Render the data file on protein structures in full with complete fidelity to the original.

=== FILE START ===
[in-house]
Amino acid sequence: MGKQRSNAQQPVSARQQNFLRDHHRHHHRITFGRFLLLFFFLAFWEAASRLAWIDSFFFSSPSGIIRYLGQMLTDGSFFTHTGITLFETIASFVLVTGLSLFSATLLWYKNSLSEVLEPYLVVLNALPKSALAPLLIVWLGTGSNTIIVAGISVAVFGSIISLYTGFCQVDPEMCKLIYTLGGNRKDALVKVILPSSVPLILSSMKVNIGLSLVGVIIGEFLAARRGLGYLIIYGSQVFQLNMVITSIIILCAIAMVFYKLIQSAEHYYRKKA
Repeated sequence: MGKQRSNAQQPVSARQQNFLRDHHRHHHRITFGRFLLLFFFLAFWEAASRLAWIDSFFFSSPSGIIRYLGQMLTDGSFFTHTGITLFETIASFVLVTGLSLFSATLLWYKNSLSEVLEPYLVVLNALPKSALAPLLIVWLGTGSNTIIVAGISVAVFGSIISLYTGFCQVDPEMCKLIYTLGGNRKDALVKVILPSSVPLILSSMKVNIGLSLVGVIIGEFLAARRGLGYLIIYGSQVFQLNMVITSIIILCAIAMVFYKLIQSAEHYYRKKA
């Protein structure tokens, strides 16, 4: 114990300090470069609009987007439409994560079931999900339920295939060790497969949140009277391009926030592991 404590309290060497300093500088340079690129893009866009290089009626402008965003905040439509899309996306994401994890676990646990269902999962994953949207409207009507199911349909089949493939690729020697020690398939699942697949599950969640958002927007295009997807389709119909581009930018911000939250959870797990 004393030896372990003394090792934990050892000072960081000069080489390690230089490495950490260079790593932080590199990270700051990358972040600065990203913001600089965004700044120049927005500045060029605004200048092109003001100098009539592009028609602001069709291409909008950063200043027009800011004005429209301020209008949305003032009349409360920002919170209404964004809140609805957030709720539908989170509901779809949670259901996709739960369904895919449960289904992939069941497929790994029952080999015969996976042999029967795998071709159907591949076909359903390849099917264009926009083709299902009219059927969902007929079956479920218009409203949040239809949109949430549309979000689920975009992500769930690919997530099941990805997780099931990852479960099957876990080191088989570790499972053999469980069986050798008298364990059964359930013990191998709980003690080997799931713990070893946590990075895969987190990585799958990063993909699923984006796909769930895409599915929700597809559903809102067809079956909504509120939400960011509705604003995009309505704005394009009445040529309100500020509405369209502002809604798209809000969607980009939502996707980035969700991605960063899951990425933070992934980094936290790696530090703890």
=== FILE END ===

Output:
[in-house]
Amino acid sequence: MGKQRSNAQQPVSARQQNFLRDHHRHHHRITFGRFLLLFFFLAFWEAASRLAWIDSFFFSSPSGIIRYLGQMLTDGSFFTHTGITLFETIASFVLVTGLSLFSATLLWYKNSLSEVLEPYLVVLNALPKSALAPLLIVWLGTGSNTIIVAGISVAVFGSIISLYTGFCQVDPEMCKLIYTLGGNRKDALVKVILPSSVPLILSSMKVNIGLSLVGVIIGEFLAARRGLGYLIIYGSQVFQLNMVITSIIILCAIAMVFYKLIQSAEHYYRKKA
Repeated sequence: MGKQRSNAQQPVSARQQNFLRDHHRHHHRITFGRFLLLFFFLAFWEAASRLAWIDSFFFSSPSGIIRYLGQMLTDGSFFTHTGITLFETIASFVLVTGLSLFSATLLWYKNSLSEVLEPYLVVLNALPKSALAPLLIVWLGTGSNTIIVAGISVAVFGSIISLYTGFCQVDPEMCKLIYTLGGNRKDALVKVILPSSVPLILSSMKVNIGLSLVGVIIGEFLAARRGLGYLIIYGSQVFQLNMVITSIIILCAIAMVFYKLIQSAEHYYRKKA
């Protein structure tokens, strides 16, 4: 114990300090470069609009987007439409994560079931999900339920295939060790497969949140009277391009926030592991 404590309290060497300093500088340079690129893009866009290089009626402008965003905040439509899309996306994401994890676990646990269902999962994953949207409207009507199911349909089949493939690729020697020690398939699942697949599950969640958002927007295009997807389709119909581009930018911000939250959870797990 004393030896372990003394090792934990050892000072960081000069080489390690230089490495950490260079790593932080590199990270700051990358972040600065990203913001600089965004700044120049927005500045060029605004200048092109003001100098009539592009028609602001069709291409909008950063200043027009800011004005429209301020209008949305003032009349409360920002919170209404964004809140609805957030709720539908989170509901779809949670259901996709739960369904895919449960289904992939069941497929790994029952080999015969996976042999029967795998071709159907591949076909359903390849099917264009926009083709299902009219059927969902007929079956479920218009409203949040239809949109949430549309979000689920975009992500769930690919997530099941990805997780099931990852479960099957876990080191088989570790499972053999469980069986050798008298364990059964359930013990191998709980003690080997799931713990070893946590990075895969987190990585799958990063993909699923984006796909769930895409599915929700597809559903809102067809079956909504509120939400960011509705604003995009309505704005394009009445040529309100500020509405369209502002809604798209809000969607980009939502996707980035969700991605960063899951990425933070992934980094936290790696530090703890």